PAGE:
Before food trucks became fashionable, the humble burger van was King of the Lay-By. For this short series of photographs, Mark Bowen rocked up roadside to capture some of Herefordshire\'s carriageway cooks.
Running a business your own way, having complete control over what you do, with the added benefit of being the one who\'s taking home the profits at the end of the week. Sounds good, right?
We paid a visit to Sam\'s Kitchen on the A1403 Hereford to Worcester to ask burger van owner Gerry Fletcher if the reality is a sizzling success story or just a burnt offering.
So... flipping burgers for a living. What\'s it actually like?
"Running a burger van is fantastic. We get a variety of customers all shapes and sizes. We have nothing but fun from the time we start to the time we finish. I wish I had done it 40 years ago.
"It’s all about knowing your customers and knowing individual’s needs and catering for them socially and food wise. We get a lot of regulars, from all walks of life; people walking the streets, to MPs, all sorts. We get the MEP from Worcester. He comes in quite regularly.
"When we started the business we decided to go to the butchers to get our sausages and beef burgers made. We thought the quality was the most important thing with food. That’s what we eat at home and that’s what we serve our customers."
Do people look down at running a burger van?
"I guess a lot of people would drive by and look down at it until they stop. Most people see the hygiene is tip top and the key to all of it is having it clean. You can’t state it enough. From the top of sauce bottles, the sugar has got to be clean, the spoons have got to be clean.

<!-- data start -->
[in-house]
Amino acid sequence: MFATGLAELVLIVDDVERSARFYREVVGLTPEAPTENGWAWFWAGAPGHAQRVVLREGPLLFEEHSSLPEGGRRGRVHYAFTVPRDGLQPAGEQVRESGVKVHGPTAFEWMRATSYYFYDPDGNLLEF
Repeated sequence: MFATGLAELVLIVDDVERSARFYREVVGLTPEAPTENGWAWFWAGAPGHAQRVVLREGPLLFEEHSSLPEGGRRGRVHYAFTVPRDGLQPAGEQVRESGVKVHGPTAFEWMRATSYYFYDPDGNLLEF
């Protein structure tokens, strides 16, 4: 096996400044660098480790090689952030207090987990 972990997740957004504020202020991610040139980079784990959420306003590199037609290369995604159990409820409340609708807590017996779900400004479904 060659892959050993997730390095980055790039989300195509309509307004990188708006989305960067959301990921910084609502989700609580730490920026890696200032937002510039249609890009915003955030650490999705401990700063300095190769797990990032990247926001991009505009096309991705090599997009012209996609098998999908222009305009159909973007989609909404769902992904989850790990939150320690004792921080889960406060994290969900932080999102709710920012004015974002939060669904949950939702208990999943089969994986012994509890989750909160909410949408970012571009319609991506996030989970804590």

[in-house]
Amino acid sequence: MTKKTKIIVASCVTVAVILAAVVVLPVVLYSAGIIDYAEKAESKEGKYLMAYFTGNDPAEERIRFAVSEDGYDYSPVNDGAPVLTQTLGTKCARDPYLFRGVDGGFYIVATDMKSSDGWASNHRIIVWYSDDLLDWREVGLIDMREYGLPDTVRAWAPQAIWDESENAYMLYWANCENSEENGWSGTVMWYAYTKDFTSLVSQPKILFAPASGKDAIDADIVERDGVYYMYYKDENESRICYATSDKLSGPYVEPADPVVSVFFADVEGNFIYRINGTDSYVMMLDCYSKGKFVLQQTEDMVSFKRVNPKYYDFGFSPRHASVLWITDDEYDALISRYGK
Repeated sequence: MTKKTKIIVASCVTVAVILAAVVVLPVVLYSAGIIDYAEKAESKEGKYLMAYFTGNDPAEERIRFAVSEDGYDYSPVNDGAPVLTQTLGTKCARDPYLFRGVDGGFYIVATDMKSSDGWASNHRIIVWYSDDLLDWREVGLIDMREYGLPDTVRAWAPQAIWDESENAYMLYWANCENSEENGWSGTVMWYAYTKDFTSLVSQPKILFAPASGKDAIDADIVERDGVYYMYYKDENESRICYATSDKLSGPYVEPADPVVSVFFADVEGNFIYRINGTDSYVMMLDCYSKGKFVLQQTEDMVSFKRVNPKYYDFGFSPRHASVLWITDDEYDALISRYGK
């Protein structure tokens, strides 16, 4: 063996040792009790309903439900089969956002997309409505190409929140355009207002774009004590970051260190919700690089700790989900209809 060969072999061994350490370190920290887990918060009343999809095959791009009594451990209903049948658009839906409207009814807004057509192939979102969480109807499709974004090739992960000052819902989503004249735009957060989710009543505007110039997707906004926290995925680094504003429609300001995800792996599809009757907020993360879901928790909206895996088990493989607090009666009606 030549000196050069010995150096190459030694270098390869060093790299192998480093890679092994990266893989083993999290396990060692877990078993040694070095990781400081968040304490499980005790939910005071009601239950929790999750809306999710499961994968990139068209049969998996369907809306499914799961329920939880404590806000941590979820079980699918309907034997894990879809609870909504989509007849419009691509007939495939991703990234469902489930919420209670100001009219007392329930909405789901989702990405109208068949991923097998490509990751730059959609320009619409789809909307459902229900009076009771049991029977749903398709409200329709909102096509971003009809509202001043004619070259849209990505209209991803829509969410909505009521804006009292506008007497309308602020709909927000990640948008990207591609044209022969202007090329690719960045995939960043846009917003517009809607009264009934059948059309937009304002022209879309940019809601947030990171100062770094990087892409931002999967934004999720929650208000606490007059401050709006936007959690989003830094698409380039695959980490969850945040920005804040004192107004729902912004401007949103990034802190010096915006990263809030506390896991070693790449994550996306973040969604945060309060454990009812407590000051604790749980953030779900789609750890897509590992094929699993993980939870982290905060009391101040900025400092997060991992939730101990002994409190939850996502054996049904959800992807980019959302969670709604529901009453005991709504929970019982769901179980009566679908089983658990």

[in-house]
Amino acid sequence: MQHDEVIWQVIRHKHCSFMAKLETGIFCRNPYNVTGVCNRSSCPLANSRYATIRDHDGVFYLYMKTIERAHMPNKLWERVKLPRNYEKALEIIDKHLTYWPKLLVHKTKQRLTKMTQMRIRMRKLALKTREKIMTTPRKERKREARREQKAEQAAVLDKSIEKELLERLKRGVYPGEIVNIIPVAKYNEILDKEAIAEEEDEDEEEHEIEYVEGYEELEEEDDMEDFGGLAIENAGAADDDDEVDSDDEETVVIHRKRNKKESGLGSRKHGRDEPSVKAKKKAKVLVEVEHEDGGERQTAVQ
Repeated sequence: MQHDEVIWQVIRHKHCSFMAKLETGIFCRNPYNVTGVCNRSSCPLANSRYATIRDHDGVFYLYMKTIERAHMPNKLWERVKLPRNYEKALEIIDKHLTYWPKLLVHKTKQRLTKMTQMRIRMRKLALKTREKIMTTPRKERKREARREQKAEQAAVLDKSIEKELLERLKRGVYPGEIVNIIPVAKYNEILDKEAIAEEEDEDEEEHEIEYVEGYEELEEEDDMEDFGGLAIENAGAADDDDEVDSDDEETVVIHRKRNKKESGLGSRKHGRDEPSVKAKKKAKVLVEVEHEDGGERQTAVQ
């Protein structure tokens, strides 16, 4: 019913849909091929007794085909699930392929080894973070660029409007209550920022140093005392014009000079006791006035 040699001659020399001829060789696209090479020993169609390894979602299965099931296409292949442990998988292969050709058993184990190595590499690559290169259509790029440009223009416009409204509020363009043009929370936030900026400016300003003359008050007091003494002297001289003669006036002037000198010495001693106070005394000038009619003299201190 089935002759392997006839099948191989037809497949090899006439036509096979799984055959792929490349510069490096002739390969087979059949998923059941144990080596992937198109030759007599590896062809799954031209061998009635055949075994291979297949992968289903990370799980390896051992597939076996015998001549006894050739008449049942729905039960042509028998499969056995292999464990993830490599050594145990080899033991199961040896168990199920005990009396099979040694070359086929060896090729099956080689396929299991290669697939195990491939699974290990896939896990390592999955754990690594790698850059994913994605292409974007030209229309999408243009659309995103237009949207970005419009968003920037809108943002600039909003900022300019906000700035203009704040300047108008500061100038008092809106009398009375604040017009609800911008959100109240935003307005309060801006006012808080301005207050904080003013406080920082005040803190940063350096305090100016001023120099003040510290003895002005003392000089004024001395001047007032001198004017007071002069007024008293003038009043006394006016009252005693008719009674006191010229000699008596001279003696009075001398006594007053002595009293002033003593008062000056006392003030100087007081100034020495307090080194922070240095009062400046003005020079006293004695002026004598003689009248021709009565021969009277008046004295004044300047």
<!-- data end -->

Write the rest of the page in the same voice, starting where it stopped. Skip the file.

"What we have found is that most people come along, they stand there for a minute, you can see them casting their eyes around the trailer and expecting just to get a cup of tea and then it’s ‘Oh right’ I’ll have a cup of tea to start’, and then they give us the order.
Does being your own boss means you get to knock off early on a quiet day?
"We’ve never managed that yet. You naturally have quiet periods and then all of a sudden you think what was all that about because there are two dozen people stood in front of me and then you are struggling to keep up with it all.
"We start at 7am and try to leave by 2.45pm, but if people keep coming in and we\'re able to do it we stay open.
"The hardest part, like anything else, is preparation you could clean and clean and turn around and clean again. You’ve never ever finish cleaning."
And how about this location?
"It’s beautiful because this is a sun trap. It is amazing."
Tile and banner image: Mark Bowen, Lauren Rogers + background vector designed by Kjpargeter - Freepik.com